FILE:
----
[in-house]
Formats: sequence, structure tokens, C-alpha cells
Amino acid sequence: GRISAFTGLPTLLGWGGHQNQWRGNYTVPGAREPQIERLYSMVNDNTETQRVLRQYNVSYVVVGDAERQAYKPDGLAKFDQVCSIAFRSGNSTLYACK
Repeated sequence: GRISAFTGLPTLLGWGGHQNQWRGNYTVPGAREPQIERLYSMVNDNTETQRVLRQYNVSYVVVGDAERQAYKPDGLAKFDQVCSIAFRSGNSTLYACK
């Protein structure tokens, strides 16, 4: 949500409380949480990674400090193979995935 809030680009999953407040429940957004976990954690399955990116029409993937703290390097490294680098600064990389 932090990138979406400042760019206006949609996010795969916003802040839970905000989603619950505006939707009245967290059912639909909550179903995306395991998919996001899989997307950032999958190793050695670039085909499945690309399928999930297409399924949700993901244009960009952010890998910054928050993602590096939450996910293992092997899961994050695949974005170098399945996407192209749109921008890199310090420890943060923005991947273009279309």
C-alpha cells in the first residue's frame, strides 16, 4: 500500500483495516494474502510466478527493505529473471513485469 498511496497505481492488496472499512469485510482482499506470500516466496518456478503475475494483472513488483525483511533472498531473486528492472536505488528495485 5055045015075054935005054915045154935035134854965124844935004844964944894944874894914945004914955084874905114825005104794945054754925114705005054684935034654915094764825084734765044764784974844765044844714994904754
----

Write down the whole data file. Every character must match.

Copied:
[in-house]
Formats: sequence, structure tokens, C-alpha cells
Amino acid sequence: GRISAFTGLPTLLGWGGHQNQWRGNYTVPGAREPQIERLYSMVNDNTETQRVLRQYNVSYVVVGDAERQAYKPDGLAKFDQVCSIAFRSGNSTLYACK
Repeated sequence: GRISAFTGLPTLLGWGGHQNQWRGNYTVPGAREPQIERLYSMVNDNTETQRVLRQYNVSYVVVGDAERQAYKPDGLAKFDQVCSIAFRSGNSTLYACK
């Protein structure tokens, strides 16, 4: 949500409380949480990674400090193979995935 809030680009999953407040429940957004976990954690399955990116029409993937703290390097490294680098600064990389 932090990138979406400042760019206006949609996010795969916003802040839970905000989603619950505006939707009245967290059912639909909550179903995306395991998919996001899989997307950032999958190793050695670039085909499945690309399928999930297409399924949700993901244009960009952010890998910054928050993602590096939450996910293992092997899961994050695949974005170098399945996407192209749109921008890199310090420890943060923005991947273009279309």
C-alpha cells in the first residue's frame, strides 16, 4: 500500500483495516494474502510466478527493505529473471513485469 498511496497505481492488496472499512469485510482482499506470500516466496518456478503475475494483472513488483525483511533472498531473486528492472536505488528495485 5055045015075054935005054915045154935035134854965124844935004844964944894944874894914945004914955084874905114825005104794945054754925114705005054684935034654915094764825084734765044764784974844765044844714994904754